The Mucky Key to Micro Business Marketing


Mucky MarketingDo you want your marketing to really appeal to your perfect customer?  If so, you need to get mucky!

Our wheelie bin gets emptied every two weeks.  About thirty minutes after it’s emptied a local guy comes along in his van and jet washes the bin, puts a new lining in it and leaves it by the garage door.  It’s great because then I can put the bin in the garage knowing that it’s not going to stink for a fortnight.

I’ve chatted to this guy a few times, and he’s rushed off his feet.  He goes to almost everyone in our road, and all over town, and is busy six days a week.  Why?  The answer reminds me of the old phrase:

Where there’s muck there’s brass

There’s money in the jobs that other people don’t like.

I could clean the bin myself, but it would take me longer as I don’t have his van and pressure washer to make it quick and easy.  Also, if I’m honest, it would be one of those jobs that I’d end up putting off until it stank that bad that it just had to be done.  So it’s much easier just to give this guy a few pounds each month and know that the bin is always clean.

That’s why this guy will never be out of work – he’s focused his business around a job that other people don’t want to do.

How can you apply this to your own business?


Focus on the Mucky Jobs

Look at your own clients and pick the tasks that they don’t want to be doing, the jobs that they put off.  They don’t have to involve real muck like the bin cleaning guy, but anything that your clients don’t enjoy and try to avoid.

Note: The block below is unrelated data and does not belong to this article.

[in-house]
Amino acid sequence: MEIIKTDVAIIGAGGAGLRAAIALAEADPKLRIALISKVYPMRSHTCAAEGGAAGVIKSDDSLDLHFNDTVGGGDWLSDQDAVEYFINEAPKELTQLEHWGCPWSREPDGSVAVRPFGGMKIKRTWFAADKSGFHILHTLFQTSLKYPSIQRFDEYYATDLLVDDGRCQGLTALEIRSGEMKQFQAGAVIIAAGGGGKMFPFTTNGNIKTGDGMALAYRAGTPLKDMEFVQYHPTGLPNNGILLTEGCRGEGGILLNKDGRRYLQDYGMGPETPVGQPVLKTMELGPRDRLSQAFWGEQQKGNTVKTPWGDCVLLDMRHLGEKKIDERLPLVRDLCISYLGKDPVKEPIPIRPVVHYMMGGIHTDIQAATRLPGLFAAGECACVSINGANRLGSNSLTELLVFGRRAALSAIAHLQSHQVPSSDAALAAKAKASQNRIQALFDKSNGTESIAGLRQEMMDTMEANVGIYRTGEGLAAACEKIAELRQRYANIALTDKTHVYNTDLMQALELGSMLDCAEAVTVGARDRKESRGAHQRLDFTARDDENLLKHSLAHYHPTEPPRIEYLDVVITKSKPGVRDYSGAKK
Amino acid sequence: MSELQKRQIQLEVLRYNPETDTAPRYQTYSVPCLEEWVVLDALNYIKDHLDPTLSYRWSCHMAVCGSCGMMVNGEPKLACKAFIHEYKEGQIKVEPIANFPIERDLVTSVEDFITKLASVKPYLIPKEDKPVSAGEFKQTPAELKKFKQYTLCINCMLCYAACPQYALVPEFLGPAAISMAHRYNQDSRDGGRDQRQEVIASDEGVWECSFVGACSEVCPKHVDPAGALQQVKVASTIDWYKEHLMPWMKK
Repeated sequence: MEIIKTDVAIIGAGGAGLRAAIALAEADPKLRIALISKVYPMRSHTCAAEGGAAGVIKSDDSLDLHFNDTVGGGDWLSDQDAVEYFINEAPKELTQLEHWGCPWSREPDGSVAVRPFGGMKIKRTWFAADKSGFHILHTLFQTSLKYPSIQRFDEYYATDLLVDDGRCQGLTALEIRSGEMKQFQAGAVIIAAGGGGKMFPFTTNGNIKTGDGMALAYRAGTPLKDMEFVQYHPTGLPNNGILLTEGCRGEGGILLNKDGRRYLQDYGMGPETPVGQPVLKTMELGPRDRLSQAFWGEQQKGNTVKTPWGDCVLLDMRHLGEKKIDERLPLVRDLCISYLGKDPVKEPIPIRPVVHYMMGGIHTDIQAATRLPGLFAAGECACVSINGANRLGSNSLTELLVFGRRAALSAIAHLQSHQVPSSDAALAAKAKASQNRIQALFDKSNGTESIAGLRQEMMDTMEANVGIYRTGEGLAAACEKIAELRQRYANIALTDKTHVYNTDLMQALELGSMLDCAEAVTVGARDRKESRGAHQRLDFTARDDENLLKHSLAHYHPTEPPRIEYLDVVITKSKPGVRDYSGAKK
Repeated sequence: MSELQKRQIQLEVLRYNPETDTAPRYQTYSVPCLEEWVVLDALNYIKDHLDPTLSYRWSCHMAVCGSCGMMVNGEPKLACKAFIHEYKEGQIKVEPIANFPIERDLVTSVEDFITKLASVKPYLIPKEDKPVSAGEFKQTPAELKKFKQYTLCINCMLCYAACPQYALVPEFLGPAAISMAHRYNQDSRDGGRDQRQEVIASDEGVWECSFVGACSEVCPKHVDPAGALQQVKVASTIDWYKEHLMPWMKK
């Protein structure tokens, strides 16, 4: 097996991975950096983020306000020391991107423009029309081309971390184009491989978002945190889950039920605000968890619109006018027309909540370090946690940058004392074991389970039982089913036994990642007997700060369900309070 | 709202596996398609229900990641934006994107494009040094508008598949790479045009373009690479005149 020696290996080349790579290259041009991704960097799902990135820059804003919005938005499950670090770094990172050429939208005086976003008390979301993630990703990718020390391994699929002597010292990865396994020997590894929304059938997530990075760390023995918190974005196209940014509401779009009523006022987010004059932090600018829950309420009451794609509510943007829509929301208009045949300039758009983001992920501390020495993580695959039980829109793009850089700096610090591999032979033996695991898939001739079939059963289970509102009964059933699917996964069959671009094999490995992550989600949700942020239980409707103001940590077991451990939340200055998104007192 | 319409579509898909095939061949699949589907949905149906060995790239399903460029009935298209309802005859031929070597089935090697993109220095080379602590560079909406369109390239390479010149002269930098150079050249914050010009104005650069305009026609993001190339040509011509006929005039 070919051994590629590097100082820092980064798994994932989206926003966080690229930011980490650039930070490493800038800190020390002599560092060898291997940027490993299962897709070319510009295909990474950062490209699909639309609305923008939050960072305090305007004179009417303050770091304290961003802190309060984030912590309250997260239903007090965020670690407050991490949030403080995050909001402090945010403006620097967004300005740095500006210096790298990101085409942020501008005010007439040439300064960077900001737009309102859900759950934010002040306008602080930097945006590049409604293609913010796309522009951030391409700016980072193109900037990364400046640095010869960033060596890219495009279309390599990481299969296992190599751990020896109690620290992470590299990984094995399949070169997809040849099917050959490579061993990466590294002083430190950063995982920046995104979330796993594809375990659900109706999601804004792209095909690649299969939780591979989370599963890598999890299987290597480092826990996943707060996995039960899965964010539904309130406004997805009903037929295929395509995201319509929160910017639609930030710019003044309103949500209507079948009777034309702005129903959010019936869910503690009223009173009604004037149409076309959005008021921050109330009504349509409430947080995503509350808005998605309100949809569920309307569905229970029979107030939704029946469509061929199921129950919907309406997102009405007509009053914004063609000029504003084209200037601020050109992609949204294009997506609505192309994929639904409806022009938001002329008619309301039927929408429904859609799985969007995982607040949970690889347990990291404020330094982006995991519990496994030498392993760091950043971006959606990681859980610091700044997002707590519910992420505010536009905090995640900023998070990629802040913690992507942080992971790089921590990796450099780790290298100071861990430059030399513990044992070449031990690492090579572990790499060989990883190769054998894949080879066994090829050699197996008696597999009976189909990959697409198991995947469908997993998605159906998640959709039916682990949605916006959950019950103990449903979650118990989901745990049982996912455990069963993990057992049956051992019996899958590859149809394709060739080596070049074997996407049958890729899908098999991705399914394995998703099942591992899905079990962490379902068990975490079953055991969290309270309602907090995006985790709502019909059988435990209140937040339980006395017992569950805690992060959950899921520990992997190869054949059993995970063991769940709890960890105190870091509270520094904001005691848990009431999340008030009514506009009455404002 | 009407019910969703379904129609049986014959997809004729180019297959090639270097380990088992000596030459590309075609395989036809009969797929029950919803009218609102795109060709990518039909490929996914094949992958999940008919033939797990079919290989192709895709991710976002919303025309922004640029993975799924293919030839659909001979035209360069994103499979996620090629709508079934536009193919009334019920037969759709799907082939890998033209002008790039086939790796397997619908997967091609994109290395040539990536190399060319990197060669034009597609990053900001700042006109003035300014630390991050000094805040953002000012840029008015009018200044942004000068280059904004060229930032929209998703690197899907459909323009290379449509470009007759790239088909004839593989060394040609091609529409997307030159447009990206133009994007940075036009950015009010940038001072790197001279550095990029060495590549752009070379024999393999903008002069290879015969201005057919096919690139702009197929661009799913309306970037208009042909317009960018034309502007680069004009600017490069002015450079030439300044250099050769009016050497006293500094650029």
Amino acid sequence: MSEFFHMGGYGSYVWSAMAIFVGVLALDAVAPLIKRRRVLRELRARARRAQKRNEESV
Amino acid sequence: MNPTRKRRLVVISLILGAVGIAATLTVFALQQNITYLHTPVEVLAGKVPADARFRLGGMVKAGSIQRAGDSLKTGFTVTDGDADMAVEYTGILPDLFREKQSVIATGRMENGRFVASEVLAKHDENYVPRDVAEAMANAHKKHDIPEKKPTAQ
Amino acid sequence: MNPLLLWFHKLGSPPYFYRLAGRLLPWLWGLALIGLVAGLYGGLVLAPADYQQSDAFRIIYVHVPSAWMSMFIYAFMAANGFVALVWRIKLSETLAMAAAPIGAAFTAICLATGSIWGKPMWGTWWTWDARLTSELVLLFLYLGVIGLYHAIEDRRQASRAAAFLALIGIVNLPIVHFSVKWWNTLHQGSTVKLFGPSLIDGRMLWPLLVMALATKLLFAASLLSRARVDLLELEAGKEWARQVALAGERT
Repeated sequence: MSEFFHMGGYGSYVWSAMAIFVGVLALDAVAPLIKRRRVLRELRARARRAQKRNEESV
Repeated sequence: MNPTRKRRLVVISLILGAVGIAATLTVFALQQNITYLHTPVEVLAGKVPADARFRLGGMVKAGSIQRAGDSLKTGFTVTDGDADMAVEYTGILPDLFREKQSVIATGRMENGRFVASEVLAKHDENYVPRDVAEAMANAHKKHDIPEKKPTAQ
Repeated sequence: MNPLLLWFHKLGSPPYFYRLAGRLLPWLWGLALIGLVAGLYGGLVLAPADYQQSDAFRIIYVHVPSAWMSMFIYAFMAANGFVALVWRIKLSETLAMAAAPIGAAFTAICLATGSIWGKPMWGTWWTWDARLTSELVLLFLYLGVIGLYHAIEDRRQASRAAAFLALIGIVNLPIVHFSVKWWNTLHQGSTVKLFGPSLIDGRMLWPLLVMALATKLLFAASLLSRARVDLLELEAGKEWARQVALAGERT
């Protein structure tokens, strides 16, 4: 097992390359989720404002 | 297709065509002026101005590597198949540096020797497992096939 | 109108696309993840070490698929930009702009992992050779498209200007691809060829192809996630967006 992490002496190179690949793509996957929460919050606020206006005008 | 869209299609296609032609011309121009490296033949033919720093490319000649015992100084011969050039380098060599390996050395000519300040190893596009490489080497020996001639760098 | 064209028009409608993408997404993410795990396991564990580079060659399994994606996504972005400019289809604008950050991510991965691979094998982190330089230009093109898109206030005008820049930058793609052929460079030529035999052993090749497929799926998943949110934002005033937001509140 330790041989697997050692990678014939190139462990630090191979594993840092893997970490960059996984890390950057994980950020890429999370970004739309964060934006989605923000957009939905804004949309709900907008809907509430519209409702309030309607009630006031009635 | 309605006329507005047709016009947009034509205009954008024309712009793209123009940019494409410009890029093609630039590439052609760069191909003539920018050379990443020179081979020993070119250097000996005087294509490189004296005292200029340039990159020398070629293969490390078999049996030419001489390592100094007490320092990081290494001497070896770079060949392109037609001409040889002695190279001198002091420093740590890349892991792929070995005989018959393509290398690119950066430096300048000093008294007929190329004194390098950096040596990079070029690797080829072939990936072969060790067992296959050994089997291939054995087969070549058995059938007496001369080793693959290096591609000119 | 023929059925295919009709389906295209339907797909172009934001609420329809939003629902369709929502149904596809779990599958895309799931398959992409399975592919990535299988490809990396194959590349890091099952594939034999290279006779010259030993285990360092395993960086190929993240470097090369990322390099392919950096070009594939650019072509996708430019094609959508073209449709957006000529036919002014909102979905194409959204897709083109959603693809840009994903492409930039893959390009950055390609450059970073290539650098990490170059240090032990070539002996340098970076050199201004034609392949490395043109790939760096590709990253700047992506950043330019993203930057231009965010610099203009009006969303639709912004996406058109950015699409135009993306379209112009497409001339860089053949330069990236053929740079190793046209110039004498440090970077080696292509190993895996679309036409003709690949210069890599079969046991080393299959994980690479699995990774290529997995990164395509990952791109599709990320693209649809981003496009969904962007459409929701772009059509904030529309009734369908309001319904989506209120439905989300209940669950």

I once knew an accountant who visited each client on a weekly basis and picked up a carrier bag full of their invoices and receipts for that week.  He told each client to just throw everything in a bag and he took it away.  He sorted it all out and prepared their accounts for that week.  At the end of each month the accounts were all completed and tidy and the business owner didn’t have to spend any time sorting them out – he could get on with growing his business.

This accountant could have easily asked the business owner to do a little more work, perhaps put them into a spreadsheet, or add them to an accounting package, but then he wouldn’t be removing the whole problem.  Instead he knew that to really appeal to his clients he wanted to do the mucky job, and doing so built him a great business.


Mucky Isn’t Always a Mess

A mucky job doesn’t even have to involve sorting out a mess, like receipts.  It can be anything that your potential clients don’t want to be doing.

Here are three examples of businesses that take away “mucky” tasks:

  • Telemarketing: Many business owners hate making sales calls, but for some businesses it can still be a useful way of generating enquiries.  A telemerketing company can take away the mucky job by making the calls for it’s clients.
  • Debtor Chasing: A virtual assistant could call people who are late paying you and chase them up.  While they’re dealing with debts you can be focused on managing the business.
  • Copywriter: A copywriter could write your blog posts if you don’t enjoy writing.  You can discuss the things that you would like to talk about on your blog with a copywriter and they can write and publish the posts for you.

Each of those examples solves a problem that some people don’t enjoy doing – if you’re one of those businesses it’s important to remember that in your marketing, focus on the problems that you remove.  For instance, if you’re a virtual assistant, don’t just focus your marketing on the jobs that you can do that your clients also don’t mind doing – focus on the jobs they hate.  Your marketing will be much more compelling.


micro business actionMicro Business Action

Are you doing the jobs that your clients hate?  Spend some time looking at your own marketing and make sure that people can see the mucky jobs that you do.  Show your potential clients how you can save them time and leave them with more time to grow and enjoy their own business while you deal with the jobs that they don’t want to do.  Remember, “where there’s muck there’s brass” 🙂